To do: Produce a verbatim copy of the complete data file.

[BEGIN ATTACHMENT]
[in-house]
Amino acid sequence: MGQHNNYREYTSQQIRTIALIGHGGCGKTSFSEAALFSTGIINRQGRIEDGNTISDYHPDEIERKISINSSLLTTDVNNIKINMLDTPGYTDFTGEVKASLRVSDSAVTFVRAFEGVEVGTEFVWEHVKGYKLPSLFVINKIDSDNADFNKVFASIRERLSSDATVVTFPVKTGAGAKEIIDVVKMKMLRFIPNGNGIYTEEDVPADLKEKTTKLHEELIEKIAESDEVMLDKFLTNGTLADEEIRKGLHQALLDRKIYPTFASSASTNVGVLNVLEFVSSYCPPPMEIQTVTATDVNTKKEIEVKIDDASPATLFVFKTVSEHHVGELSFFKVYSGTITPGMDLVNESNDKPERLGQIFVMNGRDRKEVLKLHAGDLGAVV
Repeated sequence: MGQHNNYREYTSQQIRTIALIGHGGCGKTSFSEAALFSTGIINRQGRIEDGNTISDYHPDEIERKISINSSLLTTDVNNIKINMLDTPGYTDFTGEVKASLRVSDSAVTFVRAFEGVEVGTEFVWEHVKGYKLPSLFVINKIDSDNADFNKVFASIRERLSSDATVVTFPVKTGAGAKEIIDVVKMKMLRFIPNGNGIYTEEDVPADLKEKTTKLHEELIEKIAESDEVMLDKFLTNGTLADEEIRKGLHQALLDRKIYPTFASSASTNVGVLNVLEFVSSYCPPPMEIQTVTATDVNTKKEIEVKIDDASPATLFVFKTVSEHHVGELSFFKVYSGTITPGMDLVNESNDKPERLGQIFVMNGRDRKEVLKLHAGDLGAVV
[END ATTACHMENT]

[in-house]
Amino acid sequence: MGQHNNYREYTSQQIRTIALIGHGGCGKTSFSEAALFSTGIINRQGRIEDGNTISDYHPDEIERKISINSSLLTTDVNNIKINMLDTPGYTDFTGEVKASLRVSDSAVTFVRAFEGVEVGTEFVWEHVKGYKLPSLFVINKIDSDNADFNKVFASIRERLSSDATVVTFPVKTGAGAKEIIDVVKMKMLRFIPNGNGIYTEEDVPADLKEKTTKLHEELIEKIAESDEVMLDKFLTNGTLADEEIRKGLHQALLDRKIYPTFASSASTNVGVLNVLEFVSSYCPPPMEIQTVTATDVNTKKEIEVKIDDASPATLFVFKTVSEHHVGELSFFKVYSGTITPGMDLVNESNDKPERLGQIFVMNGRDRKEVLKLHAGDLGAVV
Repeated sequence: MGQHNNYREYTSQQIRTIALIGHGGCGKTSFSEAALFSTGIINRQGRIEDGNTISDYHPDEIERKISINSSLLTTDVNNIKINMLDTPGYTDFTGEVKASLRVSDSAVTFVRAFEGVEVGTEFVWEHVKGYKLPSLFVINKIDSDNADFNKVFASIRERLSSDATVVTFPVKTGAGAKEIIDVVKMKMLRFIPNGNGIYTEEDVPADLKEKTTKLHEELIEKIAESDEVMLDKFLTNGTLADEEIRKGLHQALLDRKIYPTFASSASTNVGVLNVLEFVSSYCPPPMEIQTVTATDVNTKKEIEVKIDDASPATLFVFKTVSEHHVGELSFFKVYSGTITPGMDLVNESNDKPERLGQIFVMNGRDRKEVLKLHAGDLGAVV